Many of these I have mentioned in other paragraphs. Such as the colour of Elizabeth's dress and the position of Frankenstein in the Lecture Hall, symbols such as fire are used throughout, to symbolise death and tragedy. There is other cinematography used but nothing as good as these examples. The film also presents visual affects on the different classes of people and the way the monster fits into it. The classes between Frankenstein's family and the town's people are very easy to see. There are peasants and the upper class that are very easy to seals. The differences between the servants in the Frankenstein's family are quite different as well. There are the very poor servants, which seem a lot like the towns people. The next class of servants are normally dressed as butlers or middle class. The next class of servants are almost friends, e.g. the Nanny they have working there who is later killed because of the monster. When the Frankenstein's witness this death it is almost like losing a member of their family. The monster does not fit into any of these classes. He like Frankenstein is an outsider and doesn't belong anywhere. This is very easy to see when he interacts with the town's people. They treat him very differently because of they way he looks and acts. It is very easy to see that everyone in the late 19th Century were treated on how they appeared. I believe that this film is a good one because it has a good adaptation of the book. The film is done very convincingly as a gothic horror film. It shows the pain and suffering of the different classes of people. It also shows the burden of discovery and the horrible truth that no matter how hard we try, the book will always be judged by its cover. The film was an average film at the film theatres. It has had a number of bad reviews but in my opinion it is a good film and one of the best Frankenstein adaptations. ...read more.

The above preview is unformatted text

This student written piece of work is one of many that can be found in our GCSE Mary Shelley section.

Found what you're looking for?

  • Start learning 29% faster today
  • 150,000+ documents available
  • Just £6.99 a month

Not the one? Search for your essay title...
  • Join over 1.2 million students every month
  • Accelerate your learning by 29%
  • Unlimited access from just £6.99 per month

See related essaysSee related essays

Related GCSE Mary Shelley essays

  1. Marked by a teacher

    Explore the way Mary Shelley presents the character of the Monster in Frankenstein

    3 star(s)

    only God can do; Victor had gone against the power of religion, taking life into his own hands/ At the very beginning when the Monster had just been created he can already be seen in different ways. The Monster is eight foot in height, very ugly and if anything he

  2. Peer reviewed

    How does Shelley present the idea of Monsters and Monstrosity in Frankenstein?

    5 star(s)

    what it is and abandoning resulting in much of the novel's storyline. The act of abandoning ones own child at birth is an almost unthinkable act for a human to do therefore further presenting the idea that Victor did not behave in the way of how a human being normally would but instead behaved with the characteristics of a monster.

  1. How does Mary Shelley present Frankenstein the monster and what do we find out ...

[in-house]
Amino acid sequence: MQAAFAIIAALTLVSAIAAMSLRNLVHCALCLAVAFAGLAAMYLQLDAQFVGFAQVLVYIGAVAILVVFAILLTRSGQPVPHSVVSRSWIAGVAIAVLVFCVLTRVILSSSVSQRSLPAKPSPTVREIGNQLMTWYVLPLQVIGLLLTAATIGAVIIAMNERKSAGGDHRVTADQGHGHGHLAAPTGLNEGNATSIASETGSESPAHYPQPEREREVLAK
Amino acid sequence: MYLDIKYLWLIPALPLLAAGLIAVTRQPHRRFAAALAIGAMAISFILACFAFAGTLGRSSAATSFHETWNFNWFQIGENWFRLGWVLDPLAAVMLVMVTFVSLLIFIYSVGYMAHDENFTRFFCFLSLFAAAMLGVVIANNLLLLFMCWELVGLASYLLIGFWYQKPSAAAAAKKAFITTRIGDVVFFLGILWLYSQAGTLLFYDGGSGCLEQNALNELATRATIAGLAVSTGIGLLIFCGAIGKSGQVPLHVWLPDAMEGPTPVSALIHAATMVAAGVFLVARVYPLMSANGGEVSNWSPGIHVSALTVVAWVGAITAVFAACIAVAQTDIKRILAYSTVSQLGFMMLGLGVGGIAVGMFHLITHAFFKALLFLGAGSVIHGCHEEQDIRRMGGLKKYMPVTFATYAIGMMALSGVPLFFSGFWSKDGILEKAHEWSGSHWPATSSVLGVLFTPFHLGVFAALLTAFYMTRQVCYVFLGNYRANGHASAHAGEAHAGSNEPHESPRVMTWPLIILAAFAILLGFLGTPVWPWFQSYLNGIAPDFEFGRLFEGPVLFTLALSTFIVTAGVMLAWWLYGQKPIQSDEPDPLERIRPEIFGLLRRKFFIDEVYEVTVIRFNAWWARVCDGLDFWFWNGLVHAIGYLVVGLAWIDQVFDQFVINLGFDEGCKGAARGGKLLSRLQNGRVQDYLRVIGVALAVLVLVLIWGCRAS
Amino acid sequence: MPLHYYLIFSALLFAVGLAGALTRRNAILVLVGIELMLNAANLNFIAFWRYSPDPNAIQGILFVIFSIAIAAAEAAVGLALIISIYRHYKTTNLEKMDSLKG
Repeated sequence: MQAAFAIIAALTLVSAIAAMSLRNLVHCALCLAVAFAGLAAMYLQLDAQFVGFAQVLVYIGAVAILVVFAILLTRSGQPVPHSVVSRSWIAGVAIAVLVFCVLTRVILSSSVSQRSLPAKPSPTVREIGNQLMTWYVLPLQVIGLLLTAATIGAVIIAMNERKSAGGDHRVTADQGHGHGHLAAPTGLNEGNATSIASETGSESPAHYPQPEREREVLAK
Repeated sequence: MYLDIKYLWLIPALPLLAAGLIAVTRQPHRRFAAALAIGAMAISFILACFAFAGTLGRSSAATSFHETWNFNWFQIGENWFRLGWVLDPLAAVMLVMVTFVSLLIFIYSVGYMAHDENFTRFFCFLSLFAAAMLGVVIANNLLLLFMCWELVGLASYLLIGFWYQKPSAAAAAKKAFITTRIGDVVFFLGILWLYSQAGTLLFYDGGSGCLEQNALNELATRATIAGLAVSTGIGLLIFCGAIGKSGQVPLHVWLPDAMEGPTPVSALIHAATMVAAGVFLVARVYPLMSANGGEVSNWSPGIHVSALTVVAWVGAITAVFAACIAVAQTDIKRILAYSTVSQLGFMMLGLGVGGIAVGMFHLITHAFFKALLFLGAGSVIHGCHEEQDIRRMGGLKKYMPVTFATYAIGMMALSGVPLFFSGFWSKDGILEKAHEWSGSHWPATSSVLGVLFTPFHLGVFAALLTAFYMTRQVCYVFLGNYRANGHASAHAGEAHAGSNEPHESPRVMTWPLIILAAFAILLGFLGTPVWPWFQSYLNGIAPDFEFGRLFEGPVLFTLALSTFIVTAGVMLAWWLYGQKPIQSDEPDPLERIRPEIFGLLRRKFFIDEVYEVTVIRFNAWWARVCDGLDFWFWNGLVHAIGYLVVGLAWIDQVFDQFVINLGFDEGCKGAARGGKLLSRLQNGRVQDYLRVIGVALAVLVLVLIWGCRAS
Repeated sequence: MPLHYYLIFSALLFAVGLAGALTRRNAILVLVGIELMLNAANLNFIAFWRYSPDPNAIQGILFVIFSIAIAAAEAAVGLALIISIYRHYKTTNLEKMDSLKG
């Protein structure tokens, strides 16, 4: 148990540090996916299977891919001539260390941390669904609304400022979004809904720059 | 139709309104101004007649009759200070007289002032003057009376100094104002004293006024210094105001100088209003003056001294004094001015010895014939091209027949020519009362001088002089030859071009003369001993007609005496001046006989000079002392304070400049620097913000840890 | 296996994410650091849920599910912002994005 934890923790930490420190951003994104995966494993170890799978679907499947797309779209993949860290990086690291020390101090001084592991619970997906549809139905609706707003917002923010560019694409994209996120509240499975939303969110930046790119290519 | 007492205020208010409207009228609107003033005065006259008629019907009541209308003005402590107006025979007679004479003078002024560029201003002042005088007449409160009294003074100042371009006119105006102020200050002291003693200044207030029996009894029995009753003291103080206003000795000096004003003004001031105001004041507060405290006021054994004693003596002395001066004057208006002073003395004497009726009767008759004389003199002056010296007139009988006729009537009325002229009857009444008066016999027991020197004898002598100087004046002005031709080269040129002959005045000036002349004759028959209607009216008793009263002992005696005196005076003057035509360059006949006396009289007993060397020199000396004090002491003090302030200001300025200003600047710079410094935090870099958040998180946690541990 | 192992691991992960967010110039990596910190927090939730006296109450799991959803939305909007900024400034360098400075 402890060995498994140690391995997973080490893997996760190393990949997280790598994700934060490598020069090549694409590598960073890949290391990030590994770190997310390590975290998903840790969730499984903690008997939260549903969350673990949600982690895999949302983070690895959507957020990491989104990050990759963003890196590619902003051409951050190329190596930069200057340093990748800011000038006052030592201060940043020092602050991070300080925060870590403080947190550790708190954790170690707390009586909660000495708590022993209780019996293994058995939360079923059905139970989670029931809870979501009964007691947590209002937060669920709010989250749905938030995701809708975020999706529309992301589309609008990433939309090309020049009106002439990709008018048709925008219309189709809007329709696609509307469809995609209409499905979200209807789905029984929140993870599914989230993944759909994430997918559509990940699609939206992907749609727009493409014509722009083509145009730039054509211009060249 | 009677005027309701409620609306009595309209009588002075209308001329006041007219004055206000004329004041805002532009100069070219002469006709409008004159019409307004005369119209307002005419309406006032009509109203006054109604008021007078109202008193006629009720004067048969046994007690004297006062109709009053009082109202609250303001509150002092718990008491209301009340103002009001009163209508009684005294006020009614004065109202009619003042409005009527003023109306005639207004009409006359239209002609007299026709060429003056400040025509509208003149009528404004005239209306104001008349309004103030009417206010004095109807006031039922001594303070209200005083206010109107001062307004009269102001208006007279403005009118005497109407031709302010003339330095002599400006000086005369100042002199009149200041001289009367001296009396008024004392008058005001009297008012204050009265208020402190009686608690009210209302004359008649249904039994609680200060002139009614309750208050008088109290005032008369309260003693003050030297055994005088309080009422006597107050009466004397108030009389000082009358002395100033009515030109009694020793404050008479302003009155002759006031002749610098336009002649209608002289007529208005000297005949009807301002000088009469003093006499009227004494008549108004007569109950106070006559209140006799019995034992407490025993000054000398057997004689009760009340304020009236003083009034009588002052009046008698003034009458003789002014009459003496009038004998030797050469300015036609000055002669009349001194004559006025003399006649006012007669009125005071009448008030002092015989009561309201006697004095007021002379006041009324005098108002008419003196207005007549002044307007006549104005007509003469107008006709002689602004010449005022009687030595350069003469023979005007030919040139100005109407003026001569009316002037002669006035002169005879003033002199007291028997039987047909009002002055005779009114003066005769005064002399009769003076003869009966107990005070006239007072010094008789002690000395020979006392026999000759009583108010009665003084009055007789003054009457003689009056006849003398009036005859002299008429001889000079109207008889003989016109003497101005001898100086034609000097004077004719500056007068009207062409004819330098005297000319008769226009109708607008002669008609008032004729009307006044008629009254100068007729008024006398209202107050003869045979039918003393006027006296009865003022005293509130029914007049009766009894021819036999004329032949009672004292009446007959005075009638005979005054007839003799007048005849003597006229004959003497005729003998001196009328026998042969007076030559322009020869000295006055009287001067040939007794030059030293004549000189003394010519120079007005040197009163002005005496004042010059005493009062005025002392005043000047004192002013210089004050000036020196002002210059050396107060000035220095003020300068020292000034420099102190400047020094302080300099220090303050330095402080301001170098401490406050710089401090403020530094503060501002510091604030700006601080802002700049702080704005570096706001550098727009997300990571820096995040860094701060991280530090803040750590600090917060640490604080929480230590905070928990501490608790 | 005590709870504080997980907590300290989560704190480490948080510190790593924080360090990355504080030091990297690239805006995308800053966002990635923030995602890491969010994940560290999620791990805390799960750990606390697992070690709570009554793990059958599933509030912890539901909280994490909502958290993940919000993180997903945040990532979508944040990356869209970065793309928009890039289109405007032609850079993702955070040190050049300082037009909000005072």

The creature speaks of how he: 'Often took tools. The use of which I quickly discovered and brought home firing sufficient for the consumptions for several days' This showed he had a caring side to him and when he saw that the cottagers were having trouble he went and helped secretly by cutting the wood for them and doing several other things.

  2. Compare three stories of suspense in three different styles of writing

    This builds up a lot of suspense because the entry of the Raven keeps getting delayed because the man is continually trying to guess what is tapping at his door. In verse five there is a lot of suspense built up when it says "But the silence was unbroken, and

  1. Comparison of "Frankenstein" (Pre-1900) and "Jurassic Park" (Pro-1900)

    told too and the language used as it gives the story a gloomy atmosphere. The two settings are very different in each book; the first is more pleasant than the second. The settings are made this way for the purpose of the book, as I have said in Jurassic Park

  2. Compare The Treatment Of Outsiders In Frankenstein - Mary Shelley and The Outsiders - ...

    Everybody except Frankenstein is scared of him and then Frankenstein turns his back on him. The monster started his life as a kind being, but a series of events turned him to evil. One example was when he was driven away from Frankenstein when Frankenstein refused him.

  1. Frankenstein by Mary Shelley - With reference to chapters 11-16, describe the development and ...

    "All the events of that period appear confused and indistinct. A strange multiplicity of sensations seized me, and I saw, felt, heard, and smelt at the same time; and it was, indeed, a long time before I learned to distinguish between the operations of my various senses."

  2. Mary Shelley's Frankenstein.

    Frankenstein implies to us that he thinks the monster is a hideous creature, but he bases his thoughts on the overall appearance of the creature and not its personality. Victor had a negative reaction to the monster when it was born, and he resents the monster and is only thinking about his own feelings.

  • Over 160,000 pieces
    of student written work
  • Annotated by
    experienced teachers
  • Ideas and feedback to
    improve your own work